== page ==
On 03/26/2013 04:56 AM, Brian Barker wrote:
At 23:30 25/03/2013 +0100, Krunoslav Šebetic wrote:
Let's say I am collecting weather temperature (but I'm not) values ...
So let's not say that, then! Why not tell us what you are doing - or
just call them "values"?
Need to messure voltage and staff from battery. But I tend to connect
various additions to it. With every addition the expected average value
is different. Collum A is actuali addition 1, collum B is addition 2 and
... and I'm doing it five time a day. Let's say that every time (of
five) I need to know is that (entered) value above or below the
average for this time a day, month and year. In that case I would
have three type of (I call them) values which can not be predicted ...
If - as is now evident - the calculations you want to do require
knowledge of those averages, they also need to be included in the
spreadsheet as a separate table. Then you can leave your calculations
to the spreadsheet - which is the whole idea of them, of course.
... and thus I doubt I can set a second - or the second one would be
bigger and far more complex that the primary one.
Sorry: I don't understand this bit.
Values for the secend table can expand - start with 5 average values, in
2 months there can be 12 values, or the original five can change. New
values needs to replace old ones for coresponding condition but should
not erese or recalculate values calculated with old (original) 5. :D
Now, imagine you need sum only the values (temperature) that is above
average for this time of the year and below average of that month.
[...] So I must say that I am now sure if sumif can handle that.
Provided you have the various average values listed in the
spreadsheet, the SUMIF() function can easily achieve what you need.
I do not need sum numbers higher or lower from x, ...
Er what's "x", please?
X is rondom number.
... I need sum number collected from the real world and those are
You are tying yourself in knots here: no-one is suggesting that your
values should not be "random", as you put it. But if you need to do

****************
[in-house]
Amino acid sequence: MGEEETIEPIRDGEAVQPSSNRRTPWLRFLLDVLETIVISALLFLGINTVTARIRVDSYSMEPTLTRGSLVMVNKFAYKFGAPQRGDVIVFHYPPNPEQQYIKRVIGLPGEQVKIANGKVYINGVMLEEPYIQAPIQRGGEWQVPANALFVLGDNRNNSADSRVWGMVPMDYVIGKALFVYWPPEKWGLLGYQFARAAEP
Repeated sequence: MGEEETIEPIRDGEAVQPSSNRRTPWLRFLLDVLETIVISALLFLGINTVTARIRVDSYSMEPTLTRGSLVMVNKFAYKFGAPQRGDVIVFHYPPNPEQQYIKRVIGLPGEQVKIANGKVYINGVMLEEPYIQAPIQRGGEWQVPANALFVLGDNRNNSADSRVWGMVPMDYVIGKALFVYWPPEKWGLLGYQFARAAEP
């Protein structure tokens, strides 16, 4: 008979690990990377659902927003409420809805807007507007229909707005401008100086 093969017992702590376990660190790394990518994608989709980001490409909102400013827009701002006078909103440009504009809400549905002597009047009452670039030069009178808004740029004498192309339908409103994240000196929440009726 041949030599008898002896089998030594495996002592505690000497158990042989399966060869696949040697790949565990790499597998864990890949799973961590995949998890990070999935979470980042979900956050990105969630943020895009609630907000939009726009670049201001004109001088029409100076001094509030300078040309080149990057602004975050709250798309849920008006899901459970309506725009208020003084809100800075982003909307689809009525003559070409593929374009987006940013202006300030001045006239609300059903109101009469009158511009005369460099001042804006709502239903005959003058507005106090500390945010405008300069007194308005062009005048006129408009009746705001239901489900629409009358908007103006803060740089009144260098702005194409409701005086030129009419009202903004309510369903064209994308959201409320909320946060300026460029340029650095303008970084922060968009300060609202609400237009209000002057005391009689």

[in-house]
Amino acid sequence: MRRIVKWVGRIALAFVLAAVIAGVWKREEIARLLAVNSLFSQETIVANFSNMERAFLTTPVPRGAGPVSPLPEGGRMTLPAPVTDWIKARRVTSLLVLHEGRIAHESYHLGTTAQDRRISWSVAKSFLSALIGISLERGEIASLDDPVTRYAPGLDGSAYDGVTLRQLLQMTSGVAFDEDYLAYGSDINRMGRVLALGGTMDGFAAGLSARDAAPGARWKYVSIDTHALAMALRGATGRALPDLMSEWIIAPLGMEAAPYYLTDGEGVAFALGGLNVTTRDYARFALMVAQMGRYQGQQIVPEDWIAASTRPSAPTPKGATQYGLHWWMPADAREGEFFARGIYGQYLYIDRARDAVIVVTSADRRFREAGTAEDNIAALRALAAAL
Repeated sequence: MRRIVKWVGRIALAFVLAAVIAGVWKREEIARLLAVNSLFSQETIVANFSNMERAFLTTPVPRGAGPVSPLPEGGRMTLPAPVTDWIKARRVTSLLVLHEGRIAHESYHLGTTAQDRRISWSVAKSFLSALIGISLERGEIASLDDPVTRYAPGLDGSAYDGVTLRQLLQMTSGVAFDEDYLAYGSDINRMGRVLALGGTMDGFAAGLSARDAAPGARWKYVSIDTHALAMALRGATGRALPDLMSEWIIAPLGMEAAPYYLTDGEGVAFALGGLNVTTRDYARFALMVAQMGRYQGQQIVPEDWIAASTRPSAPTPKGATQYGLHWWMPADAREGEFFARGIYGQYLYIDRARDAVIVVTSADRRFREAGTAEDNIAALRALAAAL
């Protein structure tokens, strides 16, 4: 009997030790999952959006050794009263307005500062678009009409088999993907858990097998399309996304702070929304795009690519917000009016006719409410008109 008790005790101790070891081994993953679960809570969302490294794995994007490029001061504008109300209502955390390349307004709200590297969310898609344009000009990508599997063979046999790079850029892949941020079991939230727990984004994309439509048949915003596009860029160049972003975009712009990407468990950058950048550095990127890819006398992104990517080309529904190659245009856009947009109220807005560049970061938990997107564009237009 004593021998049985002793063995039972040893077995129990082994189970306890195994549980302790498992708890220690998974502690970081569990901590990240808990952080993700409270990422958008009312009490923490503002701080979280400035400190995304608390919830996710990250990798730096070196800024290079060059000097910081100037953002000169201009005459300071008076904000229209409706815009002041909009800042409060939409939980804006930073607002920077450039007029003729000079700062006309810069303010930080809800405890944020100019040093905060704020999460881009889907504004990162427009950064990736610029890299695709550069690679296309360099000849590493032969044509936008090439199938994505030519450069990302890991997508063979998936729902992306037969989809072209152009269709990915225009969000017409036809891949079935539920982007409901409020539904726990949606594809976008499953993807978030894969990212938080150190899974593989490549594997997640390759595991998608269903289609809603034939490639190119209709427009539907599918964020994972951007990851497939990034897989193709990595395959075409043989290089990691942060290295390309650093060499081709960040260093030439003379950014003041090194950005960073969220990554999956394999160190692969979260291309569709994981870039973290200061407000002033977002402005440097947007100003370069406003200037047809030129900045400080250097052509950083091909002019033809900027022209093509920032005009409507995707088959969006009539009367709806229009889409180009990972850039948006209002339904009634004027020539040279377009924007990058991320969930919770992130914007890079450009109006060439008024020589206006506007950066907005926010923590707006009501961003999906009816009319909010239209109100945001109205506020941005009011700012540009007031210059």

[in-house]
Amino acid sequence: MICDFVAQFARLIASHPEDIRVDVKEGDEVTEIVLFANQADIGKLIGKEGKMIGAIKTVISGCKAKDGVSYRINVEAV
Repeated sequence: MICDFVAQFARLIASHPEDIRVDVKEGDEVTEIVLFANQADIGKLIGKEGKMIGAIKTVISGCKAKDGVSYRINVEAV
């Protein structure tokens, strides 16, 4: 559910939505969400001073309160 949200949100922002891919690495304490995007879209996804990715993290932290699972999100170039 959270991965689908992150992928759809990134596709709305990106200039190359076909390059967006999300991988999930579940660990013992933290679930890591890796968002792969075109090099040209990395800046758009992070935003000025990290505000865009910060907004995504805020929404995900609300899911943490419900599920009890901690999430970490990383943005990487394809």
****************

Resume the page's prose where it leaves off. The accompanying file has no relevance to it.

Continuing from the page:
calculations that depend on certain values, those values (in this case
your averages) need to appear in your spreadsheet. Otherwise you are
asking Calc to read your mind!
At 00:32 26/03/2013 +0100, Krunoslav Šebetic wrote:
I have hard time explaining such complicated thing in English ..
You shouldn't underplay your skills in English: what you have
explained is quite understandable (although there are some things that
you haven't said).
... and seems the weather thing is a bad example.
Yes: why not just describe what you are *actually* doing?! (There is
no need to divulge anything confidential.)
Tom uploaded file I sent him ... . [...] But if the value is higher
then the year average and smaller then month average I put it green,
if the value is lower then the year average and higher the month
average I put in red, if the value is equal to year average and month
average I put it blue.
A quick look at this confirms, I think, what I suggested in a previous
message. What you are doing is to compare your input values to other
values - not currently in the spreadsheet - and to colour the cells
according to the result of your mental arithmetic. That comparison is
something that spreadsheets do easily and reliably but humans less
so. So that is a bad move: let the spreadsheet do this for you. You
are also choosing to encode the result of these comparisons as colours
of cells - something that is immediately meaningful to the human eye
but very difficult for the spreadsheet to use!
Now, if cell is colored red, I divide it by 2. If the cell is blue i
multiply that value (in blue) with 1.5, and if green I do plus
operation (x(blue) + y).
I can't see these aspects in the sample spreadsheet you submitted. Do
you mean that you applied these calculations *before* you entered the
data? (I hope not.)
Here is what I suggest:
o Enter all your raw data into the spreadsheet. This includes the
averages (or whatever they are) that you are currently using (in your
head) to determine which colour the cells should have.
o Evaluate what you currently have as colours within the spreadsheet,
either within other formulae or as values in additional columns.
o You appear to need the sum of a series of products to calculate what
you need, so SUMIF() is probably not the best way. Instead, you may
find SUMPRODUCT() useful, but this depends on exactly how you design
Note that these suggestions do not need you to colour the cells at
all. If you still decide to colour them, I recommend that you do so
using "conditional formatting" (found in the Format menu), based on
values you will now have in the spreadsheet. This will be more
reliable that manual formatting.
Note also that, if you don't want to see all the additional values
either on screen or on printout, you can avoid this is various ways:
o You can hide the relevant columns.
o You can move them out of your print ranges.
o You can move them to other sheets.
I trust this helps.
I will do what you said, its look like I tend do things wrang way. I
will tray with SUMPRODUCT () and with SUMIF and see which way suits for
me. It looks like I just need to plan the whole thing a little bit better.
Thank you, Brian, for your time.
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